Question : (Unedited)
I am an avid reader of expert Buddhism and my interest in Buddhism started quite recently. I think its great religion / philosphy. And the answers of Buddhism expert are always helpful.
Buddha taught that we should be compassionate and tolerent of other people. Hatred and violence are not solutions to any problem.
Today I was angry/livid at a situation at the beginning. I did have some violent thoughts (thinking of shouting or hitting the guilty one). After calming down (I dont know how I achieved it), I acted out of practicality and calmness.
Find a solution, instead of dwelling on blame.
Do I break a rule in Buddism when I become angry or livid? Not lasting angry or hatred, but angry at that moment?
Thanks in advance
Thank you for asking me.
You have done better than me! It is very easy to philosophize about compassion, patience, tolerance and kindness. But when we come face to face with realities it's a very different cup of tea, so to say. Different people have different thresholds of personality traits. Some are by nature very patient, while others are always hot tempered. I am of the opinion that a big percentage of our personality traits come from our past lives. It is very difficult to change our personality traits.
However, all is not lost. By following the teachings of the Buddha and meditation, one can improve one's character. The first battle is won once a person realizes his shortcomings and decides to overcome them. He will still continue to make the same mistakes but each time it happens, he realizes and takes step to check it. If it is too late, then he will feel remorse and will try again to do better come the next time. Over time, there sure will be an improvement. I am speaking from my own experience. And I still make the same stupid mistakes when I react without mindfulness.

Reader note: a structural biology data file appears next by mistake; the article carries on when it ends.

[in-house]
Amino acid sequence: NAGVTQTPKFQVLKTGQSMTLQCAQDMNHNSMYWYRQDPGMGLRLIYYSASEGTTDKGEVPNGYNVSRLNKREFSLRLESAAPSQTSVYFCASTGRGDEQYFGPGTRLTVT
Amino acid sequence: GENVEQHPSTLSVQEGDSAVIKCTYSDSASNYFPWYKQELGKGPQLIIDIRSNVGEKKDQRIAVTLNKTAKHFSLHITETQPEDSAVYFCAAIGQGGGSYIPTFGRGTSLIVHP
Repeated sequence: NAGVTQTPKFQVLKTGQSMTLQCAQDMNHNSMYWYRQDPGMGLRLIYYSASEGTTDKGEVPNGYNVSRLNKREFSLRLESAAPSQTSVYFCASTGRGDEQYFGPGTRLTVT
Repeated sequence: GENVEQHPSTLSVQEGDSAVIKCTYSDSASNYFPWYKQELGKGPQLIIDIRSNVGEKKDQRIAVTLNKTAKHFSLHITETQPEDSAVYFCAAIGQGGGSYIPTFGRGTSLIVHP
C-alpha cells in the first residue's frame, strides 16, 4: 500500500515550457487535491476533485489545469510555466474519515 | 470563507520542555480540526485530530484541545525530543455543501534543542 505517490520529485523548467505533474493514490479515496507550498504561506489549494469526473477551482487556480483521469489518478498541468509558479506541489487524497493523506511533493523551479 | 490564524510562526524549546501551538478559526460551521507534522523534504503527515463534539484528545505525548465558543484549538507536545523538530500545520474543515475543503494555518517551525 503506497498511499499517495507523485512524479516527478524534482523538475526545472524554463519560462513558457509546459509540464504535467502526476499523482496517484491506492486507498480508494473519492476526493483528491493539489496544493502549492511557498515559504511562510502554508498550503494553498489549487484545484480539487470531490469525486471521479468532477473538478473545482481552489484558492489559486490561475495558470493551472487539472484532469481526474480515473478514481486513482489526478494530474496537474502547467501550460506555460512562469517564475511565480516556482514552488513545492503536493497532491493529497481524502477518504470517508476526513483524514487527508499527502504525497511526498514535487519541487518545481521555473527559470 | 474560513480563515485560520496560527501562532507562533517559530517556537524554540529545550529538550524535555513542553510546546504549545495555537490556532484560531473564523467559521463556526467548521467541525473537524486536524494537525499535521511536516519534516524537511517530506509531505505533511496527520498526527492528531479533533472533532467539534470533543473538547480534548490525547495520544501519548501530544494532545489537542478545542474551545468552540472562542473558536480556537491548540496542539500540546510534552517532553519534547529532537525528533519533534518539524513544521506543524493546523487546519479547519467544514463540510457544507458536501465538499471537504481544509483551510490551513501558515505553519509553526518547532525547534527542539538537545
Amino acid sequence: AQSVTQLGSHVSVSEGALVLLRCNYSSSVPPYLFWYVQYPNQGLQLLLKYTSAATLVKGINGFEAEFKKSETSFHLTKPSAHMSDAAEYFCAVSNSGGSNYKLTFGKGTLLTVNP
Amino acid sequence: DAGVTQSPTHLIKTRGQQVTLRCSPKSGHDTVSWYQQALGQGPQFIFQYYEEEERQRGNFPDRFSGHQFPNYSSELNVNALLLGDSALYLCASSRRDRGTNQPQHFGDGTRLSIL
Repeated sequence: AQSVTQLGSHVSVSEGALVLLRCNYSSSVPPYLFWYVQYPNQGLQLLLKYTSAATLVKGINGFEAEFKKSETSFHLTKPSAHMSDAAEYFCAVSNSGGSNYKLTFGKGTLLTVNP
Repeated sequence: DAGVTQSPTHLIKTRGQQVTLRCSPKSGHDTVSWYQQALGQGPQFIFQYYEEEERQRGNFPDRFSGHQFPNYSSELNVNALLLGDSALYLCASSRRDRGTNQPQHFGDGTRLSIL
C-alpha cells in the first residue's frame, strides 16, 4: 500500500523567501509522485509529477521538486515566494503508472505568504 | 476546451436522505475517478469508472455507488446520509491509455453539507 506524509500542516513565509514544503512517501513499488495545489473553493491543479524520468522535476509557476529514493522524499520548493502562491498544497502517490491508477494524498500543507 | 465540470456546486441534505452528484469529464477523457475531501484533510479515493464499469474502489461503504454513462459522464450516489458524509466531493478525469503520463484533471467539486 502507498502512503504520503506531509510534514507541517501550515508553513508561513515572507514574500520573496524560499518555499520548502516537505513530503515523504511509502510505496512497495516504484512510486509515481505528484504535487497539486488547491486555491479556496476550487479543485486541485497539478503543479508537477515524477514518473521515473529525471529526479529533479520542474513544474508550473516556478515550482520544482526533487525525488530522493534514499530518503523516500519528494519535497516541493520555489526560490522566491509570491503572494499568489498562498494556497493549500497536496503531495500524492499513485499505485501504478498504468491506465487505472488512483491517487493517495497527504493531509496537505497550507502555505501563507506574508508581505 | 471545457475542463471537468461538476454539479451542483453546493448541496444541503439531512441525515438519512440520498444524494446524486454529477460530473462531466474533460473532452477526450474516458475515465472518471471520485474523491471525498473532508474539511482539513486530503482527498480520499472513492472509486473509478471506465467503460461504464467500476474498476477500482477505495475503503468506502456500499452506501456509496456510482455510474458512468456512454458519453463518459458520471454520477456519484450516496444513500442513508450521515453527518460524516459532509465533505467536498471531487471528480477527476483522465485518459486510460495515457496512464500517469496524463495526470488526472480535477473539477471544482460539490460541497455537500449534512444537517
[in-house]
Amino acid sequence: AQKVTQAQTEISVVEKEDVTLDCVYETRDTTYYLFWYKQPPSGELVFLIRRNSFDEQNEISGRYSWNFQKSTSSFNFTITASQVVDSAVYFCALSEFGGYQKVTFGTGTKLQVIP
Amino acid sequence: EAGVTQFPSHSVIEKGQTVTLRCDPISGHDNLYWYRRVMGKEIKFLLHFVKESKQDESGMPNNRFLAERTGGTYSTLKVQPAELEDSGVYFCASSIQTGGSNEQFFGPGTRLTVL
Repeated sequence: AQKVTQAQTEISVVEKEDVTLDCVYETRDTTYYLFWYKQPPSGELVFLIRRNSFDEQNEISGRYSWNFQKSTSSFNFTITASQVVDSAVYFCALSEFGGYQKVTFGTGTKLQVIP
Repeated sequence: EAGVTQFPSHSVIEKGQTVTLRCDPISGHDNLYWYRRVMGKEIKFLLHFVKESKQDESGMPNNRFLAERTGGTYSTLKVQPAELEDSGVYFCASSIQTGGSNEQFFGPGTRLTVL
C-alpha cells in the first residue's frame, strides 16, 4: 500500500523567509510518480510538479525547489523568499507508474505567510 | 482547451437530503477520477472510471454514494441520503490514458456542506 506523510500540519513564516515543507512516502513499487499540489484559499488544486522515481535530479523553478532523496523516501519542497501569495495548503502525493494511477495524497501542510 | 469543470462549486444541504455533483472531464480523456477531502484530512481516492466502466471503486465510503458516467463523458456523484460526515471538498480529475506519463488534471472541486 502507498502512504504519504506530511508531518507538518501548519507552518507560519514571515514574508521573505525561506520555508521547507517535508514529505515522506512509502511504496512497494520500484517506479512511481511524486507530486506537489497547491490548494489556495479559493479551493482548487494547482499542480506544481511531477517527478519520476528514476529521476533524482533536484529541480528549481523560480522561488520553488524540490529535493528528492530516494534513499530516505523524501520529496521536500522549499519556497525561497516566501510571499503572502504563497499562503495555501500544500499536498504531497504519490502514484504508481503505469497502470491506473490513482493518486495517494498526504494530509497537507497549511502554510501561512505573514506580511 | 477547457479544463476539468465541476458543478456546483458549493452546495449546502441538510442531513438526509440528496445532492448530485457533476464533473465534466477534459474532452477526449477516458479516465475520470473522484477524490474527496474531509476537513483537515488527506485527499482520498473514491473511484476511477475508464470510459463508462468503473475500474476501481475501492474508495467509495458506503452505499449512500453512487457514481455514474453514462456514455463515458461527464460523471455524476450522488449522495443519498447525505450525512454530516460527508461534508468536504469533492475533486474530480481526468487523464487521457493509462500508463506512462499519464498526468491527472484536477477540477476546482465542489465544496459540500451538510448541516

When we make a mistake, we do not actually break any rule in Buddhism, for the Buddha did not impose any rule upon us. His warning was that if we break a universal rule, we open ourselves to problems and difficulties. As such we must cultivate good habits so that we can conduct our lives in a dignified and harmless manner. This is what we call skilful living.